The story that is not getting told nearly as much: The investment community noticed the success of Endowment funds (e.g., Yale’s David Swensen). The monkey-see-monkey-do community, ignoring valuations and prior gains, hired new consultants to shake it up. “Make us look like Yale” they pleaded to the mostly worthless community of consultants. No fools they, the overpaid consultants happily complied, and the next thing we know, these Whiffenpoof Wannabes are up to their eyeballs in private equity, hedge funds, structured products, real estate, and commodities/managed futures.
Gee, late-to-the-party investors in illiquid, pricey investments — who ever could have imagined that this was not going work out particularly well.
Time for a change: Fast forward a disastrous decade. As managers and consultants were replaced/fired, the new guys wanted to start unwinding the work of their priors. Since most of these alternative asset classes are illiquid, there is not a lot of wiggle room without severe haircuts (penalties for early withdrawal). What to do.
One of the few that is not are the Commodities/Managed futures bucket. My guess, based on prices and logic, is that these new managers are selling what they can — and that is commodities.
What do the charts (after jump) say?
Gold and Silver flat for 2 years. Energy for even longer. Agricultural products back to 2010 prices. Industrial metals near 2010 lows.
Commodities started the 2000s so promising — what with rampant inflation and the dollar losing 41% of its value, have since gone nowhere. So the new guys are sellers, and the money is going into less esoteric, liquid assets.
That means traditional assets: Munis, Treasuries and Corporates for the safe money, stocks for their risk assets.
The great rotation is already underway. Just not the way the stock bulls have been hoping for.
click for ginormous chart Source: AAII, Fusion Analytics Today, lets look at another interesting data point from AAII: Cash allocations reached a 16-month high in March. Individual investors pulled money from both equities and bonds last month. We have shown the flip side of this chart in the past — equity allocation — which…Read More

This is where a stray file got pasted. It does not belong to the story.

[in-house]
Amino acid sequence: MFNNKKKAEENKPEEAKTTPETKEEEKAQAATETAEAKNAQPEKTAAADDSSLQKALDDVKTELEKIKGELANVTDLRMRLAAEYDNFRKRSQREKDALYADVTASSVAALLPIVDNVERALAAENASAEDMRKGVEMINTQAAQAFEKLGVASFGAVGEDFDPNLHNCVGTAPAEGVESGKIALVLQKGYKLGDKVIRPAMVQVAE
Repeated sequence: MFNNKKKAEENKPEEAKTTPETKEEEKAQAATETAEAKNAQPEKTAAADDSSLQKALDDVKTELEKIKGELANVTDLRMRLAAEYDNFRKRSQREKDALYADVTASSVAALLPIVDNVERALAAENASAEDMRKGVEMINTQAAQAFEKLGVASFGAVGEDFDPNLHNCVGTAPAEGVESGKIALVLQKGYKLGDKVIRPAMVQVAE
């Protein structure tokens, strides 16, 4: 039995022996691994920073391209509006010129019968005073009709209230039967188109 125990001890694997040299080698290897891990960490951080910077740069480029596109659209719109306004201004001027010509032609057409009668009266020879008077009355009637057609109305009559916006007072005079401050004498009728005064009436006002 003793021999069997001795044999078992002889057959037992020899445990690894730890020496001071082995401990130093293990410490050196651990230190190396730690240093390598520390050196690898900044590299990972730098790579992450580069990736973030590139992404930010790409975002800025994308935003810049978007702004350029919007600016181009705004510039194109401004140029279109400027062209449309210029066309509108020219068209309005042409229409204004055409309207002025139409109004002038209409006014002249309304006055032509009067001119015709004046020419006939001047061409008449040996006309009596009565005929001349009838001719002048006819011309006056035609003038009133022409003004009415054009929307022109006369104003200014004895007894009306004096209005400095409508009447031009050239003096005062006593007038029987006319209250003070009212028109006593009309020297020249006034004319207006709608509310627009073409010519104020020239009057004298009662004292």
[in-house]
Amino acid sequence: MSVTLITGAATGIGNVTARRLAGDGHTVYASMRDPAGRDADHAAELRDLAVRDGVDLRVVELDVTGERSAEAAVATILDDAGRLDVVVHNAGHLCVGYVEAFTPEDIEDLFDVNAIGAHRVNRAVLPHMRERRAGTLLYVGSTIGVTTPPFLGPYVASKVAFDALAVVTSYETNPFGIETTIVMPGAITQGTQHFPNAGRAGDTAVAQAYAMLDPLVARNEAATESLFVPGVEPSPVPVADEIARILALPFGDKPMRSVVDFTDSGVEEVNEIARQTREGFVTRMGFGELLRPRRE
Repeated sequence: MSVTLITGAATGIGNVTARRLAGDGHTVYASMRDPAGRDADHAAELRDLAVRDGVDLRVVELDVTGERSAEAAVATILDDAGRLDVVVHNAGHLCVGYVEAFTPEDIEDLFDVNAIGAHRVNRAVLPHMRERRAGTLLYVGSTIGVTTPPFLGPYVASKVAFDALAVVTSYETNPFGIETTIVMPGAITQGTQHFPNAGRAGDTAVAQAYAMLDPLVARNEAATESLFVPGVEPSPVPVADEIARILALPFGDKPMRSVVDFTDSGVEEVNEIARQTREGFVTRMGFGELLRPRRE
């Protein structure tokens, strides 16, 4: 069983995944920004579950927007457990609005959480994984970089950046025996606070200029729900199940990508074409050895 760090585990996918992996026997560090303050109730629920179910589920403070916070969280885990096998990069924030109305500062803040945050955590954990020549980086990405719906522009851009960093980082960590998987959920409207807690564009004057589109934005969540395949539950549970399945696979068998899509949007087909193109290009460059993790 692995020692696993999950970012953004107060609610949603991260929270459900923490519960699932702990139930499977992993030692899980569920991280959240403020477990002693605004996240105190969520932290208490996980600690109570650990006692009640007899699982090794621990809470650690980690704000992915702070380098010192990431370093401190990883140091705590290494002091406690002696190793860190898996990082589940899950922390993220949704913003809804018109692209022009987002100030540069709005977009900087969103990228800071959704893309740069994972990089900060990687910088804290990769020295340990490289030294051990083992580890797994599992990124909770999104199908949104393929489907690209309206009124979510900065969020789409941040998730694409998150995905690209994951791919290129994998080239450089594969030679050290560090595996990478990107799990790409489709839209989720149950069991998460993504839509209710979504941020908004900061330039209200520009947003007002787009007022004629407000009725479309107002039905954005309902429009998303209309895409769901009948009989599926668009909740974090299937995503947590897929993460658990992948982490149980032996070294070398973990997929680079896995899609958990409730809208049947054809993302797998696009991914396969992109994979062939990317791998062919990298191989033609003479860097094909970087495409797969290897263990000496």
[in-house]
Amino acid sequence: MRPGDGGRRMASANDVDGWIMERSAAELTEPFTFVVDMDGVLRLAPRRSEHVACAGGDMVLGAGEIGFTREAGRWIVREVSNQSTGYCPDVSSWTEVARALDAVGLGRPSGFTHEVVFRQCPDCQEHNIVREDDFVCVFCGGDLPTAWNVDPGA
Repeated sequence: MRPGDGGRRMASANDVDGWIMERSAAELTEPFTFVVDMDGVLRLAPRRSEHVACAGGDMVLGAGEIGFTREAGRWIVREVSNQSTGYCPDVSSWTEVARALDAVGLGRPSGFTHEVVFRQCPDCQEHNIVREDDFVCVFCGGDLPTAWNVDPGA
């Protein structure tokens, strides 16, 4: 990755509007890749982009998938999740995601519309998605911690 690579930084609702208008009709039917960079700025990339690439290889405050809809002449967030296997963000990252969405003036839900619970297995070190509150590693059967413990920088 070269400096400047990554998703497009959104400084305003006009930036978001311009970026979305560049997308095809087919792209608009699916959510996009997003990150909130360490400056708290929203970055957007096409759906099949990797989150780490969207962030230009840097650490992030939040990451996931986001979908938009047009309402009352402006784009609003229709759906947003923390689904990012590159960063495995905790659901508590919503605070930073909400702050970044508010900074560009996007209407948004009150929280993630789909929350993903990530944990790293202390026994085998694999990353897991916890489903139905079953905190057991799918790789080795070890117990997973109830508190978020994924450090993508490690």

Click to enlarge Source Merrill Lynch I’ve shown this chart several times over the past year, but its worth repeating: The Street remains very bearish by historical standards. Note this is not at all a short term indicator; and does operate with a bit of a lag. Previously: Strategists Most Bearish…Read More
Click to enlarge Yesterday, I mentioned that 2 things that led to the chart above: 1) Too many people are looking for a correction for one to occur; 2) Bearish sentiment rises after selling has already occurred. With that as our backdrop, consider what it means in terms of long term swings in…Read More
Click to enlarge Terrific timely discussion chart from Mary Ann Bartels & Co. at MER showing the extent of bearish anticipation of a correction: Investors Intelligence (II) sentiment data shows 34% of newsletter writers are expecting a correction. The prior two corrections occurred with this level at 34.7% and 35.1% respectively. Bartels adds that…Read More
I mentioned last week that bullish sentiment was getting a bit frothy. After a few weeks of record highs, expectations that stock prices will continue rising had surged. Not quite an extrapolation of recent trends into infinity, but getting there. This morning, I wanted to address the flip side of that — Bearish sentiment (expectations…Read More